Grand Désir offers several programmes, searching in each one of them for a uniqueness to offer their audiences. Listed below are some suggested programmes with their descriptions. Should you want to ?order? an altered programme, or create a new programme altogether, please contact us for inquiries.

Dance et Chanson

A programme with fifteenth century Basse-Dance tunes showing resemblance to Burgundian chansons from the same period. A unique programme, in that these resemblances are often speculated about within the academic world of musicology, but are rarely performed on stage. The combination, however, creates a very exciting programme, varying intsrumental music with vocal music. The chansons and the basse dances combined with numerous intabulations made after several 15th century chansons, form a concert programme linking some of the most important genres of the 15th century. More?

Medieval England

As the title suggests, this programme is dedicated to a repertoire rarely heard: English medieval music. This programme, however, goes one step further than that: it solely concentrates on English medieval music with texts written in the English language. A rarity in medieval times, as most sacred music was written in Latin and most secular music in French. The programme develops with vocal and instrumental music from the early 13th century to the 15th century with some more famous composers such as Dunstable and Frye. More?

Advance and romance in England and France 1300-1500

This programme is a fusion of the two programmes described above. Starting in 13th century England, it moves across the channel with the 15th century Burgundian Chanson, a genre also well represented in England. Combining English and French culture creates a divers programme showing exciting developments in music history.

Contemporary music for medieval ensemble

This is a programme special both within early music performance practice as well as within the world of contemporary music. The ensemble members? broad interests have resulted in a very fruitful collaboration between the musicians and contemporary composers such as Hugo Vogel, Aspasia Naspoulou, Cynhtie van Eijden and Martijn Voorvelt. Some composers have used medieval texts for their compositions, for example poetry of Pretracra or Chrsitine de Pizan. Others have concentrated on compositional ideals of medieval music. In whatever form, these are unique compositions only performed by Grand Désir. In this programme, where both medieval and contemporary music will be performed, Grand Désir brings two extremes of music history a lot closer to each other than many would consider possible.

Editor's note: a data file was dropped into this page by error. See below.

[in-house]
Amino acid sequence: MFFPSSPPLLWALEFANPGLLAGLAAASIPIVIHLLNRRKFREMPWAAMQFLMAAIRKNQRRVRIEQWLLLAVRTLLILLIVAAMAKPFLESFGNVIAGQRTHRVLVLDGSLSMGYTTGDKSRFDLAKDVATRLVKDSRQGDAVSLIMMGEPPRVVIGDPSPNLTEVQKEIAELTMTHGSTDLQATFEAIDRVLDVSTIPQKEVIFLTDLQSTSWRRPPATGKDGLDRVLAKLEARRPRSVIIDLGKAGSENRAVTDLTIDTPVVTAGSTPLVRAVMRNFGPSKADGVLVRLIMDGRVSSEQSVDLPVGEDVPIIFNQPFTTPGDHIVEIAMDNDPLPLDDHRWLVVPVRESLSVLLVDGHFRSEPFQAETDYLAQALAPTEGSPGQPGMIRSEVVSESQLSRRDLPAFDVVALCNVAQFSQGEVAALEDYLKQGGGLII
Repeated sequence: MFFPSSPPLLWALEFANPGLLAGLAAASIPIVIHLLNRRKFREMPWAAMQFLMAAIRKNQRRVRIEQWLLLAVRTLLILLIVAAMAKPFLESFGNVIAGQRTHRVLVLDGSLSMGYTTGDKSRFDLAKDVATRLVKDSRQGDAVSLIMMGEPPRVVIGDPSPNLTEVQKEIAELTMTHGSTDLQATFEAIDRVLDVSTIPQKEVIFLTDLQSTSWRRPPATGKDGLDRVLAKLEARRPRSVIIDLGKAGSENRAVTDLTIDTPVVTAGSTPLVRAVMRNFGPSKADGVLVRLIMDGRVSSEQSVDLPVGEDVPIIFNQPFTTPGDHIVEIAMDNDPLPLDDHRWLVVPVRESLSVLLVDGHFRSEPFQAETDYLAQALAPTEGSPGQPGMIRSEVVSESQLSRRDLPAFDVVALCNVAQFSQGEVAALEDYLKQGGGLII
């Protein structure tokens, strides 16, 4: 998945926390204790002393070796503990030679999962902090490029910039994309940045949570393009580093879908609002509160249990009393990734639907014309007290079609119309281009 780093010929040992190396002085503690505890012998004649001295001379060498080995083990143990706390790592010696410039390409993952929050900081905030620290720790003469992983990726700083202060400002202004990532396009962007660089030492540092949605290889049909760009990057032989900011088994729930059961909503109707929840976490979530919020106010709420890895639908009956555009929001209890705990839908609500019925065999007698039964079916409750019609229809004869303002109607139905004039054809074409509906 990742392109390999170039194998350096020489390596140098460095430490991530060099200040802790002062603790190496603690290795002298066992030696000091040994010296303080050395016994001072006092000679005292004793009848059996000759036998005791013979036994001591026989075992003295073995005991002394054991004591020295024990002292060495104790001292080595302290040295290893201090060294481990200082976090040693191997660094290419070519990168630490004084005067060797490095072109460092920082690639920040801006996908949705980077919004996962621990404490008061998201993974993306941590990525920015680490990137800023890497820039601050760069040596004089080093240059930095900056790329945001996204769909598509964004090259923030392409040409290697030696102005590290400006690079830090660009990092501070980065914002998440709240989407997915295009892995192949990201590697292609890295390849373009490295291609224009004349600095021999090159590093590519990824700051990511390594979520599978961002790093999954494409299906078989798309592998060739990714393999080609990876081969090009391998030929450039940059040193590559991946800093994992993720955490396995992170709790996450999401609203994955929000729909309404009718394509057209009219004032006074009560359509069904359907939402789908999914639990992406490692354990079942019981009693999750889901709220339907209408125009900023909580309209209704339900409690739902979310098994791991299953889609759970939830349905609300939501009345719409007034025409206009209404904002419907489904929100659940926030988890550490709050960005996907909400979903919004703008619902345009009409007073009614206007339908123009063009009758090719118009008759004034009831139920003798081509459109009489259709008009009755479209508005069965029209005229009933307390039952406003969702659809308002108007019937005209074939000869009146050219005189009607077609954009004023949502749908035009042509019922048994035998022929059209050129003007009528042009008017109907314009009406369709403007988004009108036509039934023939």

Her Lady’s Devotion

In this programme, the unique position of the female musician in the 15th century is shown against the backdrop of the so-called Devotia Moderna. With the ideals of Christian Humanism, the Devotia Moderna recommended a more individual attitude towards belief and religion and was especially prominent in cities in the Low Countries during the 14th and 15th centuries. The origins of the movement are bound up with the career of Geert Groote of Deventer (Netherlands) and the musical repertoire connected to the movement is represented in sources of several convents and monasteries such as the monestaries in the erea of Windesheim near Zwolle.

The musical repertoire of the Devotia Moderna used in this programme, highlights a female aspect of musicianship: it is taken from the ‘Songbook of Anna of Cologne’ (who probably lived in a German nunnery south of the Rhine) and from the sources of the nunneries of St. Margaretha and St. Agnieten in Amsterdam and Utrecht respectively. A recurrent theme in these sources is the longing for the ‘heavenly groom’ and the style of the repertoire is defined by an introvert female expression, searching for the meaning of life through their love for the Heavenly Lord. The repertoire, mostly set to vernacular texts, gives an interesting insight into the political and religious developments during the pre-reformation days in the Netherlands and Germany. Most of all however, it shows the unique position of the cloistered musician in the 15th century: for she too sung the devine service, an underestimated position to which this programme is dedicated to give new life.